ACES organize Earth Day lagoon clean-up

Thursday, April 25th, 2019

To commemorate Earth Day, American Crocodile Education Sanctuary (ACES) organized a lagoon clean-up activity in San Pedro Town on Monday, April 22nd. The clean-up started around 9AM outside the San Pedrito canal on the mangroves side, opposite from Captain Iguanas. Garbage collected included a lot of glass and plastic bottles, old sofa’s, a rusted fridge, plastic bags, hangers, shoes, lots of household garbage.
Chris Summers of ACES told The San Pedro Sun they decided to focus their attention on the underappreciated part of the island, the mangroves on the lagoon side. “With climate change threatening ecosystems worldwide, it is now more important than ever to preserve these trees that play so many critical roles in maintaining the health of the lagoon and ecosystem. We didn’t make it far as we were hoping, only about 50 feet, because there was so much garbage stuck inside the mangroves,” he said.
The clean-up saw a small but effective group, which included Christina Manzi from ACES, ACES volunteer Thomas Ack, island resident Chris Monaco, an ACES intern from Italy, Tommaso Sala and Summers. “We were particularly happy that some kids from the neighborhood were wondering around and came to see what we were doing and helped out. They expressed a sincere interest in participating in another clean up so we’ll be visiting their school (San Pedro Roman Catholic School) to see if we can start a small program cleaning up and recycling garbage,” he said.
Earth Day is an annual event celebrated on April 22. Worldwide, various events are held to demonstrate support for environmental protection and preservation. First celebrated in 1970, Earth Day now includes events in more than 193 countries, which are coordinated globally by the Earth Day Network. Today, Earth Day is a global event each year, and it’s believed that more than 1 billion people in 192 countries now take part in what is the largest civic-focused day of action in the world.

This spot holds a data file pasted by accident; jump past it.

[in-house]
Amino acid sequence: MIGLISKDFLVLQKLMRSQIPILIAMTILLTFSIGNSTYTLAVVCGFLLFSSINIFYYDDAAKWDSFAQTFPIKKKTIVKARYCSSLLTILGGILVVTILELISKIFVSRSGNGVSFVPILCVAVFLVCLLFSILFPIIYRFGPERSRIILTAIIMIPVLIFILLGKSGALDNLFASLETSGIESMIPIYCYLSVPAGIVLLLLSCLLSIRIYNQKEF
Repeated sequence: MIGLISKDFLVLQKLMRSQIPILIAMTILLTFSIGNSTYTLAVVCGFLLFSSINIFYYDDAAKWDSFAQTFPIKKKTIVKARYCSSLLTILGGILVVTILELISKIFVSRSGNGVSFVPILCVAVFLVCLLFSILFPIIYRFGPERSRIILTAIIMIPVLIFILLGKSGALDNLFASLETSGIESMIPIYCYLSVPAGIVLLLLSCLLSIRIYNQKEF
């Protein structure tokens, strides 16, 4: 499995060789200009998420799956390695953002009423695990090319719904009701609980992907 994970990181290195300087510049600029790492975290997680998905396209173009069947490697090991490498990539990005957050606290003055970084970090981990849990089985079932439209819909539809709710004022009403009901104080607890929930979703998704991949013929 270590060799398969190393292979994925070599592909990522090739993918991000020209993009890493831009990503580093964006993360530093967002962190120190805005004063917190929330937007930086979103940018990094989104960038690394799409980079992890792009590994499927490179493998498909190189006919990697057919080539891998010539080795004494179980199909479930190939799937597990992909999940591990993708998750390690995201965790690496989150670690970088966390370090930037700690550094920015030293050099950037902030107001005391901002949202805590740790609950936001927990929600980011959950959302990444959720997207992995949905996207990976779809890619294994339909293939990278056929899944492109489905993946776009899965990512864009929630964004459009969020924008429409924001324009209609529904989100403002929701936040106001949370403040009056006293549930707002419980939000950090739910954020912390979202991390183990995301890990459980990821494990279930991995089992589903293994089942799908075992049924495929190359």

It is a day of political action and civic participation. People march, sign petitions, meet with their elected officials, plant trees, clean up their towns and roads. Corporations and governments use it to make pledges and announce sustainability measures. Faith leaders, including Pope Francis, connect Earth Day with protecting God’s greatest creations, humans, biodiversity and the planet that we all live on.
Earth Day Network, the organization that leads Earth Day worldwide, chose the theme for 2019 as ‘End Plastic Pollution,’ including creating support for a global effort to eliminate primarily single-use plastics along with global regulation for the disposal of plastics. EDN is educating millions of people about the health and other risks associated with the use and disposal of plastics, including pollution of our oceans, water, and wildlife, and about the growing body of evidence that plastic waste is creating serious global problems. From poisoning and injuring marine life, to the ubiquitous presence of plastics in our food, to disrupting human hormones and causing major life-threatening diseases and early puberty, the exponential growth of plastics is threatening our planet’s survival.
ACES thanks everyone who participated in the lagoon clean-up activity. Special thanks go out to Hol Chan Marine Reserve for donating the gas for the boat for the clean-up. Island residents are invited to be part of the next big clean-up activity to be held on May, Saturday 11th as part of Hol Chan Marine Reserve Reef Fest 2019 activities.

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